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The Benefits of Teamwork

December 1, 2006
by Gary A. Enos, Editor
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Some centers find value in partnering, but few follow their lead

If you attend national conferences at which addiction treatment centers tend to exhibit, chances are you will come across Massachusetts' AdCare Hospital and Illinois' Rosecrance Health Network at adjoining booths, or perhaps sharing the same space. Neither the luck of the draw nor a scheduling difficulty has anything to do with it.

Joint planning for conference attendance represents just one item on a far-ranging list of activities that have resulted from an innovative partnership between the two treatment organizations. The effort, focused mainly on marketing and driven originally by the CEOs of the two agencies, is noteworthy in being relatively uncommon for an addiction treatment marketplace that some leaders worry has shed a spirit of cooperation in recent years.




Given the availability of potential partners in a field where many large facilities have similar treatment missions but for geographical or other reasons don't directly compete, it remains surprising and disappointing to some that more treatment agencies haven't followed the example of facilities such as AdCare and Rosecrance.

“This gives me a colleague I can talk to,” says James McKenna, vice president of marketing and development at the Worcester-based AdCare. “That has saved me from having to pay a retainer for a marketing consultant. What's that worth?”

The small handful of treatment organizations that are engaged in partnerships with other centers cite many factors essential to a successful effort, including commitment at the top level of leadership, a knowledge of which business topics should remain off limits in the relationship, a common mission and philosophy of service, and a lack of direct competition between the organizations. The partnerships that are thriving are notable for their informality—even the phrase “handshake agreement” may overstate how much of this work tends to be formalized.

“It's based on trust,” Caron Treatment Centers President and CEO Douglas Tieman says of his organization's frequent work with the Betty Ford Center and Tieman's longtime friend, its President and CEO John Schwarzlose. “John will call me, and I'll call him. Neither of us would take advantage of each other. There is a good spirit of our efforts being mutually beneficial.”

Cooperative marketing

The joint marketing work between AdCare and Rosecrance grew out of the relationship the two agencies' CEOs had forged through their work with the National Association of Addiction Treatment Providers (NAATP). McKenna began having discussions with Janis Waddell, the Rockford, Ill.-based Rosecrance's vice president of marketing, and soon the two were planning a retreat involving each organization's entire marketing staff.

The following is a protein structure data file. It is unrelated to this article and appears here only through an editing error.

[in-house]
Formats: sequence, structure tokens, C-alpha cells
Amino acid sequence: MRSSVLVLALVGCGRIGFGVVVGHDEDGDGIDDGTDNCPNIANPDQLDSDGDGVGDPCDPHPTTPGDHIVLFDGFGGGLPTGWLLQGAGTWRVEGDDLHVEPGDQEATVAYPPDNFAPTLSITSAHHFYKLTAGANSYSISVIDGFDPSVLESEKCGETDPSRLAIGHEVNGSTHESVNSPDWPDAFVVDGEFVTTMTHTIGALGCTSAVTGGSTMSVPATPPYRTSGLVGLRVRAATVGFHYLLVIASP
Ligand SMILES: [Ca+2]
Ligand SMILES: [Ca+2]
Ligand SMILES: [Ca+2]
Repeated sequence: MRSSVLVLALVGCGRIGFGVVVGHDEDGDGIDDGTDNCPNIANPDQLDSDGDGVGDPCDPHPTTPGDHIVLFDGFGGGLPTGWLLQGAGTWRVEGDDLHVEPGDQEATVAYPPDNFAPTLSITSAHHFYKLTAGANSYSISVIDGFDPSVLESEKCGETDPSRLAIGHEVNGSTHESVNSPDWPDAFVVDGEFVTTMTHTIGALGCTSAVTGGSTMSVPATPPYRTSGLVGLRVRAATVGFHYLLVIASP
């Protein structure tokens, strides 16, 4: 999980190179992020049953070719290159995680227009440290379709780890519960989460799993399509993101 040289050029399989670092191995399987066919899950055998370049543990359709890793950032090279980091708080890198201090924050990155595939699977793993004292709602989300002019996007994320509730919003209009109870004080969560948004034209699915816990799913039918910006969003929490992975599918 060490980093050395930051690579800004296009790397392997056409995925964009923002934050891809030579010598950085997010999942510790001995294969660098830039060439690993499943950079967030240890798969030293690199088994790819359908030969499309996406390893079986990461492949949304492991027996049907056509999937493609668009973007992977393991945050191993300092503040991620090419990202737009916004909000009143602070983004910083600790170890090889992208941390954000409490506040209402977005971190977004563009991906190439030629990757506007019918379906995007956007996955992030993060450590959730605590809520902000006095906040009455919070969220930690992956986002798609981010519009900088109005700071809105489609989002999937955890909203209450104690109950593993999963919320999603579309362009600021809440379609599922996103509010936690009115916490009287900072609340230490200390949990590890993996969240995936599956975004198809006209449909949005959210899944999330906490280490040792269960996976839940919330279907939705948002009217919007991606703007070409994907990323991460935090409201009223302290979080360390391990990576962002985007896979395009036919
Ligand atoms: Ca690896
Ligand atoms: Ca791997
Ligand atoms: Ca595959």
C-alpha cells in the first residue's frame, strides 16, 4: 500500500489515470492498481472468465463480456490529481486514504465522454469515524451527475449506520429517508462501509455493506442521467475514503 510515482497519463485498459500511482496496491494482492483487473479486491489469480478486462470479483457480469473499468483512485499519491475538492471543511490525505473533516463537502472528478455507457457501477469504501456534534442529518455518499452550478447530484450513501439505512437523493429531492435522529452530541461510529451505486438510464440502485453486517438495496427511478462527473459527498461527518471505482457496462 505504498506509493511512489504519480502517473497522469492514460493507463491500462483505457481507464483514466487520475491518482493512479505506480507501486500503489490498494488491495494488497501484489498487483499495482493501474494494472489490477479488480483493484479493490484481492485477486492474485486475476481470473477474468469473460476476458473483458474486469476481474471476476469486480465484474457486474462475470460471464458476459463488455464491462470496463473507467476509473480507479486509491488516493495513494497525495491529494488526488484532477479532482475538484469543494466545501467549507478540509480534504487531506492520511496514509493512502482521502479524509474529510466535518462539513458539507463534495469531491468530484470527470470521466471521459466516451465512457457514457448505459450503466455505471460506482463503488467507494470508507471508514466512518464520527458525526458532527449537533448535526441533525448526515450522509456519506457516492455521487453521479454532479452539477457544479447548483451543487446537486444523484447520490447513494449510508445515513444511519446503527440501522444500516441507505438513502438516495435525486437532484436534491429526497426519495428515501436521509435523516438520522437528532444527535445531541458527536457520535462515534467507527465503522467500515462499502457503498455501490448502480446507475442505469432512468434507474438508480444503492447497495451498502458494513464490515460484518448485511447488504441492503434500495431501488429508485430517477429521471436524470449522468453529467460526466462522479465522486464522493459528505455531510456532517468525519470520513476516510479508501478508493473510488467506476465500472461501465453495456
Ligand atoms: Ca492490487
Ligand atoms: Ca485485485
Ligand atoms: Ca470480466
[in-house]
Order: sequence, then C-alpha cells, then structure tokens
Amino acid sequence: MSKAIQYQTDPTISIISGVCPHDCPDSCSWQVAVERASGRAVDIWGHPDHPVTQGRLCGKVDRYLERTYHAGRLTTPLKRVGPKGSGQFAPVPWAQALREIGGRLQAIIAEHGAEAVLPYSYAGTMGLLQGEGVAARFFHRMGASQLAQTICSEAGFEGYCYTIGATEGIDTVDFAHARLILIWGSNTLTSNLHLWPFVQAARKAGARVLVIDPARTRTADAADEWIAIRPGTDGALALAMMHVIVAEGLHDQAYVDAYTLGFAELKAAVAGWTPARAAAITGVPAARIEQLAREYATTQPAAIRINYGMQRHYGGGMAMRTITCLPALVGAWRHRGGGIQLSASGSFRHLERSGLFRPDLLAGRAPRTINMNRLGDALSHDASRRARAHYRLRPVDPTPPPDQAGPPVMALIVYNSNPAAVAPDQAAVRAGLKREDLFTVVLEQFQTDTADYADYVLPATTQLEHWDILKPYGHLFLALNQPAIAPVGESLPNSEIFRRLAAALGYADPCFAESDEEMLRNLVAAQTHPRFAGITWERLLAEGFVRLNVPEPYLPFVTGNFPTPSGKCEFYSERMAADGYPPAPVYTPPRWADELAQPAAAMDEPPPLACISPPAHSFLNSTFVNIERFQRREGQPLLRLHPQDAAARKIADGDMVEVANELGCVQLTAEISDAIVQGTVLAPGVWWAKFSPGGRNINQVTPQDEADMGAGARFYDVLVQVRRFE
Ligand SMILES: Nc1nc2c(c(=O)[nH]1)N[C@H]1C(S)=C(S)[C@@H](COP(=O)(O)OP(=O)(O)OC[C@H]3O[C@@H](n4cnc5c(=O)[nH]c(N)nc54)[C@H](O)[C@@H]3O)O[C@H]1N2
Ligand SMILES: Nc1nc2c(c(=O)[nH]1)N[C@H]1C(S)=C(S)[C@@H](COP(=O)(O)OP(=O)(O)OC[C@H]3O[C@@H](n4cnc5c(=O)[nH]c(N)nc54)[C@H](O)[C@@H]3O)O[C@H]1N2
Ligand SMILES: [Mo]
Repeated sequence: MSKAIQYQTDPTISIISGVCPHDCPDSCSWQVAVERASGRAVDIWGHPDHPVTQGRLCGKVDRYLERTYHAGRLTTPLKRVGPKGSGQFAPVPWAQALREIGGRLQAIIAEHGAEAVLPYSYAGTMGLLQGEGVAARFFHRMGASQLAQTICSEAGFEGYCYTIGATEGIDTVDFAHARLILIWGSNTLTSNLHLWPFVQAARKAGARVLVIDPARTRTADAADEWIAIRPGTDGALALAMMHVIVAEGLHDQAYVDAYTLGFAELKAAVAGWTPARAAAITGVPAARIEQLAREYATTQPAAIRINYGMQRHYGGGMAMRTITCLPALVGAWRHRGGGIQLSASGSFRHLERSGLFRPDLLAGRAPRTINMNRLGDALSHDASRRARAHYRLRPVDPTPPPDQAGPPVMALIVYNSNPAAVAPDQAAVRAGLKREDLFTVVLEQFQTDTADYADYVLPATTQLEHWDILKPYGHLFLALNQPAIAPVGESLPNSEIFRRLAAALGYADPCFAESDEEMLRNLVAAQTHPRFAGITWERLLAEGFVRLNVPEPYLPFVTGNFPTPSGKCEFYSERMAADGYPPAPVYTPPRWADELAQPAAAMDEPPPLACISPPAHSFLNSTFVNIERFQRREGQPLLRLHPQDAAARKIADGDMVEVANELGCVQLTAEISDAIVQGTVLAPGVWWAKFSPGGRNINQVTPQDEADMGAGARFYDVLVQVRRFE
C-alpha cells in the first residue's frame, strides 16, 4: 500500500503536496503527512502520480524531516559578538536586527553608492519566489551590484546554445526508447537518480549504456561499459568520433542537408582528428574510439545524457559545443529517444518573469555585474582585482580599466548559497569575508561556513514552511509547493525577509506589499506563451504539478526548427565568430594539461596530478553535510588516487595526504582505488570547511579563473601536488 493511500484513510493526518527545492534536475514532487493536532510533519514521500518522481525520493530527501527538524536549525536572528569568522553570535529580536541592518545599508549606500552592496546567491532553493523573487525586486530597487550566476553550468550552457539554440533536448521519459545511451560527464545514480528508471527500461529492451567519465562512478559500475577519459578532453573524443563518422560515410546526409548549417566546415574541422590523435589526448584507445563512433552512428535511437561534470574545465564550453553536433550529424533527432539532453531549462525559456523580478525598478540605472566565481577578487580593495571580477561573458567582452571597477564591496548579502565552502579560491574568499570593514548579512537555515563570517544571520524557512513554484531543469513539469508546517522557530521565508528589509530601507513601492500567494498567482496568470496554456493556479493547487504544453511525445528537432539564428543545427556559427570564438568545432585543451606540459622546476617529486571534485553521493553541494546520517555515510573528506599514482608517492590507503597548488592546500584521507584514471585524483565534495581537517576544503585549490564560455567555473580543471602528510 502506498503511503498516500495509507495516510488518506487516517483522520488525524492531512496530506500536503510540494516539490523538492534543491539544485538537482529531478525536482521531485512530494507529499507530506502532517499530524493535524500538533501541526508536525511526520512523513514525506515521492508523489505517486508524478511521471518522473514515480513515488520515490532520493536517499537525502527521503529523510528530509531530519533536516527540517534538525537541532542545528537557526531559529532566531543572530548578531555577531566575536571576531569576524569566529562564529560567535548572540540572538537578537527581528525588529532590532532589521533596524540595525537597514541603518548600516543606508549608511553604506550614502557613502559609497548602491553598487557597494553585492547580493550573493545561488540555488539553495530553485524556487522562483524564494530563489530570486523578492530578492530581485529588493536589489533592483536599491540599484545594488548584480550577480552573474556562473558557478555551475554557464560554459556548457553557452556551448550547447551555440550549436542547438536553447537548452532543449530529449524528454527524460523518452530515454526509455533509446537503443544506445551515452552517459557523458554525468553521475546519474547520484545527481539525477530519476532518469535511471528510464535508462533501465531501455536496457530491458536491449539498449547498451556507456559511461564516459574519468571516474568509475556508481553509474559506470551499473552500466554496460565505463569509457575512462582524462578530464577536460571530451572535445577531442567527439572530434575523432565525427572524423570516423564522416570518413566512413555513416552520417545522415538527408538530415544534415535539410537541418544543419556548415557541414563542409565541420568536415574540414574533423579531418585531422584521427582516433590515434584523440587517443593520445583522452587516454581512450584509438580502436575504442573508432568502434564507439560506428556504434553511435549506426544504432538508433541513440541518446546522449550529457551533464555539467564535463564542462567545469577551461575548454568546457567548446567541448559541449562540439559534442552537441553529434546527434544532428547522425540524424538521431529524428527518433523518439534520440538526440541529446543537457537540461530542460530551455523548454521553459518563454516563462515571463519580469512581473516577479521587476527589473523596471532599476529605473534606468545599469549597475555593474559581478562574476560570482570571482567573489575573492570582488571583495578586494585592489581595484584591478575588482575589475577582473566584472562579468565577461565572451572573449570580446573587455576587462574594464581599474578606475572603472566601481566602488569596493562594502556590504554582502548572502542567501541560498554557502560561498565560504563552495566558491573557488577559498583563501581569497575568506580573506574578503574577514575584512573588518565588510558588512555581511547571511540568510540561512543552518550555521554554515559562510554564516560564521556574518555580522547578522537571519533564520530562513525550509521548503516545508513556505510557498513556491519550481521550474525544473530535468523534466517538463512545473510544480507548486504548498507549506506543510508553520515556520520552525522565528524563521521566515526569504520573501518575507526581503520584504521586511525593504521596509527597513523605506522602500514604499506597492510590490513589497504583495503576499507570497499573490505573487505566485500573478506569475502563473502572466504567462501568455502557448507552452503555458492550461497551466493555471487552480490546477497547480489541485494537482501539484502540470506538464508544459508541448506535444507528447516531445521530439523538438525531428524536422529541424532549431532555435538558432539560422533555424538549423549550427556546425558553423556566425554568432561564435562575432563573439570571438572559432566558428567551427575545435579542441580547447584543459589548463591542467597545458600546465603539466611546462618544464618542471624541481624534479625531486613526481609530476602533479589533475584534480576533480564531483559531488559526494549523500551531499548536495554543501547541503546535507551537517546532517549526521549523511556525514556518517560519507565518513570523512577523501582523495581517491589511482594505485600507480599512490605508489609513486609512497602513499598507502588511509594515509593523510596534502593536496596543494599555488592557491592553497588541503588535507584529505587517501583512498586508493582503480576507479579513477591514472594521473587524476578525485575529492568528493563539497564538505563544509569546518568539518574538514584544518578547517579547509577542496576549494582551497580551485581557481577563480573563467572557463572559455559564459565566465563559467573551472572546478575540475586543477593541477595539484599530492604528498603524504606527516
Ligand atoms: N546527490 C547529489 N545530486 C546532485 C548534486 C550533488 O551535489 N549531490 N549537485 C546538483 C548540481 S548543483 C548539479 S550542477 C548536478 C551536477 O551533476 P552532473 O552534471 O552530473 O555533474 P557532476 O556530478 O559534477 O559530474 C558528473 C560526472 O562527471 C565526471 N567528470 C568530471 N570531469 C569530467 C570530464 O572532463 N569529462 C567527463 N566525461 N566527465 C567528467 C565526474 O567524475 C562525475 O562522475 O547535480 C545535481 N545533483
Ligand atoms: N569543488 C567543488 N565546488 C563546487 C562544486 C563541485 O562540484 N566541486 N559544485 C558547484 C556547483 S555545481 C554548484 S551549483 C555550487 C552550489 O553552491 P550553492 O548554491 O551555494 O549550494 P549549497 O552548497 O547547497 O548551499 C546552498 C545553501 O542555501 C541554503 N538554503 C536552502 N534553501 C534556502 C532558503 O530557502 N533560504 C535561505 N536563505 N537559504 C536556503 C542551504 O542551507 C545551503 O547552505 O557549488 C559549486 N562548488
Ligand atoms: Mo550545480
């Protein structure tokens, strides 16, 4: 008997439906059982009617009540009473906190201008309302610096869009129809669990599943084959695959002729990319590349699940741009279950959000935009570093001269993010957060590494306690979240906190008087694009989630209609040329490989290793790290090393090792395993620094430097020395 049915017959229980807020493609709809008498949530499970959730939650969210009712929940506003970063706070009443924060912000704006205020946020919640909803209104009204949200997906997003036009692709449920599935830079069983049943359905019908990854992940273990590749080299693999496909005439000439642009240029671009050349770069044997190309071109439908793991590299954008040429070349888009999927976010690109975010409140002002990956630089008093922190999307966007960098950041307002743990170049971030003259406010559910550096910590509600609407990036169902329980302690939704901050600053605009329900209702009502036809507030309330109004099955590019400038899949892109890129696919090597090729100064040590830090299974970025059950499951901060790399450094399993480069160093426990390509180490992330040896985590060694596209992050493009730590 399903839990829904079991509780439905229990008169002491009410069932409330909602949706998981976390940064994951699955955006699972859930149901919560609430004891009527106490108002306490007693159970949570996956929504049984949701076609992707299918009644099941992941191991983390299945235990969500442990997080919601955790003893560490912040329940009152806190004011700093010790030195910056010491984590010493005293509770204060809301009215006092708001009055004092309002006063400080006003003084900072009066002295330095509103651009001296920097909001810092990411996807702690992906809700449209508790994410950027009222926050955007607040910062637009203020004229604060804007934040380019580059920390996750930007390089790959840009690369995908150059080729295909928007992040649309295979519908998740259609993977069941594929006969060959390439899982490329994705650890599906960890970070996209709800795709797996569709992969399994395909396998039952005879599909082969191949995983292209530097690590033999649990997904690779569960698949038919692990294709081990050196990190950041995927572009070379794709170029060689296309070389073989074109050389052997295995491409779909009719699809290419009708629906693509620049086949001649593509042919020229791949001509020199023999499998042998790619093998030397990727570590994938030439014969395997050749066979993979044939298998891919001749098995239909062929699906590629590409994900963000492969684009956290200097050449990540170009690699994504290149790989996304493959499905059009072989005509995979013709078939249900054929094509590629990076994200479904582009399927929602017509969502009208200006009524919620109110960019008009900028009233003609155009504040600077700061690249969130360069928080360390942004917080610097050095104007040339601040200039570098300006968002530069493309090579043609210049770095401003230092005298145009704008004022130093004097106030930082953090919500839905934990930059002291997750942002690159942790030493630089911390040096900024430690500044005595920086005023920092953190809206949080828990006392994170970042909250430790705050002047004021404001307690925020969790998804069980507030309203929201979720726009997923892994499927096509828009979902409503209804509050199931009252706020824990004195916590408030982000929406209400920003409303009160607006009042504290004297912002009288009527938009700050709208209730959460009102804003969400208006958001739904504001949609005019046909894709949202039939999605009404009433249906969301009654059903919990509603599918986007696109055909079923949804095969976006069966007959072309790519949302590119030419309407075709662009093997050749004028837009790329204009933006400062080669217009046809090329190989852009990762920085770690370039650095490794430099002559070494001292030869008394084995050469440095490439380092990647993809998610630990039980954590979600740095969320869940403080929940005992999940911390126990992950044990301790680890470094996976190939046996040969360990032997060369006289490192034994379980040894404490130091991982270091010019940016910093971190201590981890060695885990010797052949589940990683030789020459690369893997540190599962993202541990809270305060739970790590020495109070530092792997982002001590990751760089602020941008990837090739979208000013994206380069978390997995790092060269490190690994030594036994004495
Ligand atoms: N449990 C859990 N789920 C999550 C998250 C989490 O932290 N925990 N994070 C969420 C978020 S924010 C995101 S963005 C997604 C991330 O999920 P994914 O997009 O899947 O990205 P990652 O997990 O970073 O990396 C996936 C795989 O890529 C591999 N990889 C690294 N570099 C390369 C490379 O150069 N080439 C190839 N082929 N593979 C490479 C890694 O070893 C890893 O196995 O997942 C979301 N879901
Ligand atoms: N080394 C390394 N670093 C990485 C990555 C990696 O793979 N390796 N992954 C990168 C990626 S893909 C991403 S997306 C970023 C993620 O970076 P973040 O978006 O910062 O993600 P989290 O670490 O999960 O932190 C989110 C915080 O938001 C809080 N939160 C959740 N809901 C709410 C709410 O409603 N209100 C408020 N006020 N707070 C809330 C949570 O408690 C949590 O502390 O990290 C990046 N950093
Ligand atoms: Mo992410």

“Jim and I started at the higher level and then we took it one step further, to involve our whole staff,” says Waddell. She considers the communication and sharing of ideas highly desirable in an environment where no one really knows if a certain marketing strategy will work until it is tested. “You have to try a lot of different strategies today,” she says, and sometimes working with another organization will help determine more definitively whether a certain approach can work.

The two organizations have shared use of television ads that differ only in the name of the treatment agency shown on the screen. Both organizations are tied into the same toll-free hotline for people seeking alcohol treatment for themselves or a loved one (800-ALCOHOL). The arrangement works because the organizations serve different regional markets and to a degree offer a different mix of services. For instance, AdCare has been able to refer adolescent clients from the Northeast to Rosecrance because AdCare does not offer adolescent treatment.

Also, the arrangement gives each agency another set of eyes for identifying possible business contacts. “A friend of mine who was the EAP for an airline in my area was able to help make a contact for Janis at the same airline in her area,” McKenna says.

The two organizations often pool their efforts at professional conferences, either by reserving adjacent booth spaces or sharing one space and helping promote each other's services to attendees. At a recent NAATP meeting, Waddell and McKenna joined with a Betty Ford Center official to present a marketing seminar. They warned attendees in advance that they would be asked to break into small groups during the session and share ideas, but Waddell says the 35 participants were receptive to working together and gave the presentation favorable evaluations.

McKenna says it is good to see some indications of a willingness to discuss business issues among organizations. “There really are not many secrets out there, but still people don't share as much as they could,” he says.

Waddell believes treatment agencies can build the kind of relationship Rosecrance has with AdCare without losing any competitive edge. She refers to the hybrid phenomenon she'd like to see more of in the field as “co-op-etition.”

Teaming up for advocacy

The Betty Ford Center and Caron Treatment Centers have engaged in a number of joint projects over the years, including sponsorship of a conference on women's treatment (Hazelden also co-sponsored that event with Betty Ford and Caron in the past). Schwarzlose and Tieman have the same type of informal relationship that high-level officials at AdCare and Rosecrance enjoy, and that can lead to discussions of any number of possible joint ventures.

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